Opinion

Your future starts meh: Education marketing is failing to keep up with the times

As AI, automation and algorithms begin to cement their place in our future, Andrew O’Keeffe takes a look at the marketing methods of the institutions currently educating the robot's fellow workers.

Everywhere you look, you’ll read about how the robots are coming to take our jobs. AI. Automation. Algorithms. Machine learning.

At the recent World Economic Forum in Davos, Switzerland, Jack Ma, CEO of Alibaba said that everything we teach our kids must change to prepare them for a future where they are not competing with machines for jobs, but using our innately human skills – independent thinking, values, teamwork, creativity, empathy – to create new careers.

Selling the dream

If we don’t know what the future of education and work looks like, where does that leave brand agencies and marketing teams? How do we sell ‘the dream’? What do we promise?

All this uncertainty about what jobs will be ‘in or out’ in the future makes it hard for education or ‘learning brands’ to market. Apart from a handful of examples, many traditional education providers find themselves in a messaging limbo – hedging their bets and broadcasting generic messages to their prospective clientele.

So, how are higher education providers talking to their audiences in 2018? We thought we’d find out.

We conducted a survey into the brand positioning statements and campaign marketing messages of 115 higher education providers – universities and vocational education and training (VET) providers – across Australia and New Zealand.

We found that the top three brand positioning or campaign messaging themes making up almost two thirds of all messages were:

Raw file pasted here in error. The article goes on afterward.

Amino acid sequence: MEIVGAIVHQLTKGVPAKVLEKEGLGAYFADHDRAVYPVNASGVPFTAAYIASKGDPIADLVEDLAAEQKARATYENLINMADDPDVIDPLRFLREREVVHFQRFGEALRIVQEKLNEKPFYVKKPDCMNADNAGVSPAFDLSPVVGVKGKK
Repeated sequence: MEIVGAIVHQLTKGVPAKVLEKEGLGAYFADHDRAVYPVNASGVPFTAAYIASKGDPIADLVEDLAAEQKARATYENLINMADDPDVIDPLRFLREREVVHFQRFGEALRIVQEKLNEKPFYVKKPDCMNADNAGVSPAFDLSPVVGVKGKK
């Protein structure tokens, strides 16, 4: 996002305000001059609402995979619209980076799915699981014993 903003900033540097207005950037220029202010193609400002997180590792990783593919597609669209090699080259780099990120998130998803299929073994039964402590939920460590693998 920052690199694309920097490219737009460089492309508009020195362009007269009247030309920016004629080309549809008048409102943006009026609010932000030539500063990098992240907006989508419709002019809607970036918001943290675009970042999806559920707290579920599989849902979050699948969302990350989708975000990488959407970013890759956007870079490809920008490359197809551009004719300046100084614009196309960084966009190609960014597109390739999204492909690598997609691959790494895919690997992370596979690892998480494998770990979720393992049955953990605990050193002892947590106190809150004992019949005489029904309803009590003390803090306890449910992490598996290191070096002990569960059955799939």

Jobs

Messaging that puts employability first – careers, work, jobs, gaining experience, preparation, practical hands-on skills, work or ‘the real world’.

Inspiration

Messaging that inspires students to do or feel something – to aspire for more, to follow their dreams.

Future

Messaging that is specifically ‘future’ focussed, being prepared for the uncertainty of ‘new world’ at the institutions of ‘tomorrow’.

The survey found that, unsurprisingly, a good proportion of providers are playing it safe and focusing on selling jobs for today, or subtly sewing seeds of doubt about tomorrow and encouraging students to be prepared for an uncertain future.

So far, so obvious.

The third leading trend common to both university and VET providers was a bucket labelled inspiration – institutional cheerleading with motivational poster-ishinstagram-esque inspirational slogans to be the best you that you can be, whatever that may be. A sort of ‘aspirational generalism’. 

The game has changed

In a more customercentric era, large institutions can’t rest on reputation or proximity alone anymore. Learning is no longer monopolised by sandstone institutions, it’s easily accessible to anyone, anywhere, at anytime. MOOCS like edXLyndaKhan Academy, and platforms like LinkedIn Learning present a vast number of learning paths to choose from, and some free, to train, re-train, skill-up, change career, start-up etc. You can even do a swearing cooking masterclass with Gordon Ramsey. How f*cking good is that?

In a more competitive marketplace, the vague promise of a ‘better tomorrow if you enrol today’ isn’t enough. Students of tomorrow need more compelling reasons to believe the hype.

Why? The reasons are piling up, but here’s a few:

So what does this mean?

With so much choice available the balance of power has moved from the educators to the educated, and competition is fierce for the minds of learners. Location, reputation and ‘aspirational generalism’ just won’t cut it anymore.

Higher education providers – learning brands – can’t be everything to everyone, and must differentiate by finding an authentic and truthful voice. They need to look for richer, unique and more innovative ways to attract, engage and retain students – not for just for a few years, but over a lifetime of learning.

The future starts here.

Andrew O’Keeffe is creative director and founder of Studio Alto.

Selling the Dream: Messaging trends in higher education will be available soon. Register your interest for a copy here. This article is an amended version of the original from Alto.

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